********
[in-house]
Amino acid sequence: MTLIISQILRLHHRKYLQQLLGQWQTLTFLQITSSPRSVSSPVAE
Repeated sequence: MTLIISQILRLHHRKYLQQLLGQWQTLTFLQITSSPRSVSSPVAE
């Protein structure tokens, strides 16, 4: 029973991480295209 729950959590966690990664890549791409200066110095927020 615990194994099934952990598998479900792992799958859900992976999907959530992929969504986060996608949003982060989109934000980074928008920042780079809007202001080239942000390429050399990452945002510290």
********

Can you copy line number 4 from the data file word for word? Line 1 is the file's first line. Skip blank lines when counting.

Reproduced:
């Protein structure tokens, strides 16, 4: 029973991480295209 729950959590966690990664890549791409200066110095927020 615990194994099934952990598998479900792992799958859900992976999907959530992929969504986060996608949003982060989109934000980074928008920042780079809007202001080239942000390429050399990452945002510290």